States and counties vary in their employer obligations, particularly with respect to employees’ vaccination status. For example, on May 18, 2021, Santa Clara County, California, issued a mandatory directive for unvaccinated personnel, requiring all employers to obtain and record employees’ vaccination status by June 1, 2021. Such records may include an employee’s vaccination card or self-certification of full vaccination. On a national level, the EEOC’s guidance allows employers to obtain “proof of receipt” of vaccination but does not lay out what that proof should look like. Generally, asking employees for proof of vaccination status does not constitute a medical examination. However, under the ADA, any vaccination-related information, regardless of whether the employee divulged it by mandate or voluntarily, must be treated as a confidential medical record.
Masks in the Workplace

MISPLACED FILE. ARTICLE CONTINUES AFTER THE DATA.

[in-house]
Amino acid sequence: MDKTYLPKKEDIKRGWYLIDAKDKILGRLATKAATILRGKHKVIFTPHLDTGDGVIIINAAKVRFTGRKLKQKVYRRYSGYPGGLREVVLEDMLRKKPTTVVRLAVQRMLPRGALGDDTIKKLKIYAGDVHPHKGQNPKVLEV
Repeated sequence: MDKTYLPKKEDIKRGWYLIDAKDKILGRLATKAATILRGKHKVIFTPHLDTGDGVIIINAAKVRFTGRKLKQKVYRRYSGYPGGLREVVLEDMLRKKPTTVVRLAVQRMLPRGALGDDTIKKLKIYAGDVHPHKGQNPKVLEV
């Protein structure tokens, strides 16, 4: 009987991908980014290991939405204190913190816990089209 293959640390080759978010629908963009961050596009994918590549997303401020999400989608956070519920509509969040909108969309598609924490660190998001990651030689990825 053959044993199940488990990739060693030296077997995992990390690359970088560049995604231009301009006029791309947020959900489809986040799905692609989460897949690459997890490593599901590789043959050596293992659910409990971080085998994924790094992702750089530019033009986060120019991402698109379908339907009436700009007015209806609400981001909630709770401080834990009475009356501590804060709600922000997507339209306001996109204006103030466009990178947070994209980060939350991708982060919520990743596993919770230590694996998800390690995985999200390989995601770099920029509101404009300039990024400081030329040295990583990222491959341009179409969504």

Recent CDC guidance states that fully vaccinated people no longer need to wear a mask or physically distance in any setting, except where required by federal, state and local laws, rules and regulations, including local business and workplace guidance. Some, but not all, states and municipalities have followed suit and relaxed these standards; others will likely follow. As a result, many employers still encourage or require employees to wear masks in the workplace. For example, the New York City Health Department still strongly encourages individuals to wear masks indoors and when the vaccination status of other employees or visitors is unknown. The Occupational Safety and Health Administration is reviewing the recent CDC guidance and preparing to update its own guidance accordingly in the near future, but it currently directs employers to treat unvaccinated employees the same as vaccinated employees, while also referring employers to the CDC guidance.